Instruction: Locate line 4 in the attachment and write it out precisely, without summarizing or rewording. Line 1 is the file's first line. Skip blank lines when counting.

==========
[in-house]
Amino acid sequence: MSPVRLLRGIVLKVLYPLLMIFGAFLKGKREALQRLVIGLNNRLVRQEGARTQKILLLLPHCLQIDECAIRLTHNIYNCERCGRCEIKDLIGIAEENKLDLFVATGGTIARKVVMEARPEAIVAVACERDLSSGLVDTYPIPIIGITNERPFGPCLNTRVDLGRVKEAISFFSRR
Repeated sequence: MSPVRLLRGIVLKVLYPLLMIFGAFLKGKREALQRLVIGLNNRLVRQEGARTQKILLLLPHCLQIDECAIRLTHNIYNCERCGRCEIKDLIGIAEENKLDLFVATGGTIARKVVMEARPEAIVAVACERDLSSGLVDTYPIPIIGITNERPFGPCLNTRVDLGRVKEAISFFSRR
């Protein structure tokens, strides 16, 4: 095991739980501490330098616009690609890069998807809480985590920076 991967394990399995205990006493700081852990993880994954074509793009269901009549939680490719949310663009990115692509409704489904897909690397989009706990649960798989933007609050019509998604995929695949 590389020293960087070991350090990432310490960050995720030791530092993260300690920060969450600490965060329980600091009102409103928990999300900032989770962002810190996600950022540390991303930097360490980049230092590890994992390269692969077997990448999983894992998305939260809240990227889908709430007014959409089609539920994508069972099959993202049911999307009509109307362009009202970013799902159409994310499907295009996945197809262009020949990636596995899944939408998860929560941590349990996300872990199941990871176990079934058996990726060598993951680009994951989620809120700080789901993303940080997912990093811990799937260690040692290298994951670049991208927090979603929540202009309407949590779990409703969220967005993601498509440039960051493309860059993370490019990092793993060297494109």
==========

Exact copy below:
């Protein structure tokens, strides 16, 4: 095991739980501490330098616009690609890069998807809480985590920076 991967394990399995205990006493700081852990993880994954074509793009269901009549939680490719949310663009990115692509409704489904897909690397989009706990649960798989933007609050019509998604995929695949 590389020293960087070991350090990432310490960050995720030791530092993260300690920060969450600490965060329980600091009102409103928990999300900032989770962002810190996600950022540390991303930097360490980049230092590890994992390269692969077997990448999983894992998305939260809240990227889908709430007014959409089609539920994508069972099959993202049911999307009509109307362009009202970013799902159409994310499907295009996945197809262009020949990636596995899944939408998860929560941590349990996300872990199941990871176990079934058996990726060598993951680009994951989620809120700080789901993303940080997912990093811990799937260690040692290298994951670049991208927090979603929540202009309407949590779990409703969220967005993601498509440039960051493309860059993370490019990092793993060297494109």